Monday, January 16, 2012

For America, Israel and Iran - policy through the prism of the US presidential election

For all three actors, strategic calculations concerning the looming US presidential election play an integral role in each state's evolving policy decisions.

 For Israel, the desire for tougher action against Iran is tempered by an understanding that Obama is reluctant to risk actions that would endanger the US economic recovery. At the same time, Israel knows that Obama would find it very difficult (in domestic political terms) to avoid supporting Israeli security in the aftermath of an Israeli military strike.

For Iran, the threatened prospect of major retaliation in the aftermath of any Israeli strike is calculated to weaken Obama's resolve in the run up to the election. The Iranian thinking is that such threats can thus encourage a false compromise (Iran's latest offers to begin talks) that enables their continued nuclear development program. Iran hopes to convince Obama that further, significant action on the part of the US will lead to a protracted, messy outcome in which no side could come out unscathed.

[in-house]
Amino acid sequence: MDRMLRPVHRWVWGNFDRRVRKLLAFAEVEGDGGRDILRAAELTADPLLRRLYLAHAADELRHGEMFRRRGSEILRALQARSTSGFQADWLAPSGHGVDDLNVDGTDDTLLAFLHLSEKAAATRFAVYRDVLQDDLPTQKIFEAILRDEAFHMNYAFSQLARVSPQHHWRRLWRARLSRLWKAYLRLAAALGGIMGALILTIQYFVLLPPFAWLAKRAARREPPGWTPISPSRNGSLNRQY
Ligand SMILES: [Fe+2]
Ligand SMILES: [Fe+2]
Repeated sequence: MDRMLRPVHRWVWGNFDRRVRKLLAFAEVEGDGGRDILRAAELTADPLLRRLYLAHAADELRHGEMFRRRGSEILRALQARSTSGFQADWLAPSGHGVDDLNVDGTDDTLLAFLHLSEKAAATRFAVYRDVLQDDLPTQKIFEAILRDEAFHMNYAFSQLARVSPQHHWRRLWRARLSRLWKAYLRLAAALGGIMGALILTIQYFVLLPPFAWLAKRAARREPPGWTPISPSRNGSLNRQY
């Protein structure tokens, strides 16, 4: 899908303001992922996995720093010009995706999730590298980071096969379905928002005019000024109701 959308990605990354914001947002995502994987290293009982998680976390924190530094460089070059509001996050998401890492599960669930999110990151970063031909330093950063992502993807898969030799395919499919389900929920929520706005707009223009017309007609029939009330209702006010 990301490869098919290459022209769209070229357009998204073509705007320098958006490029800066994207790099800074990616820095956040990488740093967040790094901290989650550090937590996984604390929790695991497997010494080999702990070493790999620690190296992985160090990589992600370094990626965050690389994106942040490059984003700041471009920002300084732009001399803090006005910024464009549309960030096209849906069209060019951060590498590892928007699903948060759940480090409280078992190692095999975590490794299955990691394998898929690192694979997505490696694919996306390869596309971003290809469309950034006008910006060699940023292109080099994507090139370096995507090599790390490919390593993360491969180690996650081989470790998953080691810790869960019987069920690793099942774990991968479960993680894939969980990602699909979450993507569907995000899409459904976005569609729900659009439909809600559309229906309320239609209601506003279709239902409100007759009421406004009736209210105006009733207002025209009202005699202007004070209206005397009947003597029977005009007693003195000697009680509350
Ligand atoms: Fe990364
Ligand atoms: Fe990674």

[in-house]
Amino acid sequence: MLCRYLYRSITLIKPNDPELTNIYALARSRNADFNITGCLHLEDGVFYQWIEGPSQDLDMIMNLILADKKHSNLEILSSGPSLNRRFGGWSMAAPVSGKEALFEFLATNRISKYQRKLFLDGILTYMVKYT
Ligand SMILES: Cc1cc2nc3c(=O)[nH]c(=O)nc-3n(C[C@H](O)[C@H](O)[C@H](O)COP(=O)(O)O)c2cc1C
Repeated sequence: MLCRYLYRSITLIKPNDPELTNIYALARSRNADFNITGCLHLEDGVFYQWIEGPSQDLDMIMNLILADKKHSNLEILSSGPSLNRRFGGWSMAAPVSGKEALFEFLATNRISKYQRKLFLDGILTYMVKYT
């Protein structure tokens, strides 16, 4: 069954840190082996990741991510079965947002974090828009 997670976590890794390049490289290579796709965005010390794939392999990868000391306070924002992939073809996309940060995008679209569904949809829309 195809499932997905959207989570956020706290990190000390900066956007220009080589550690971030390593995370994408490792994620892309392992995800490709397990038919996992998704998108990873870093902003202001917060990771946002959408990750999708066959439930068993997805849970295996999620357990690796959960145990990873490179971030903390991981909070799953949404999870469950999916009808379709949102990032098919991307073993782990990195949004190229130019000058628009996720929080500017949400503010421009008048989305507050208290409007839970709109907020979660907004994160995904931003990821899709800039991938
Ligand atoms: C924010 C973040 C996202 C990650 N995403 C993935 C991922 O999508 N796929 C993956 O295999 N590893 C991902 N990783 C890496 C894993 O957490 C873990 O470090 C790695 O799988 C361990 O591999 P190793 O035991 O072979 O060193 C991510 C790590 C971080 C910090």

For the US administration, the desire to find a peaceful solution to the nuclear crisis (sanctions focus) is calculated alongside the belief that if Israel is likely to attack Iran anyway regardless (as the US believes), then Israeli action now may be preferable to action later. This thinking being that if Israel were to strike Iran in the next few months, the uncertain effects of those strikes could hopefully be contained before the election.

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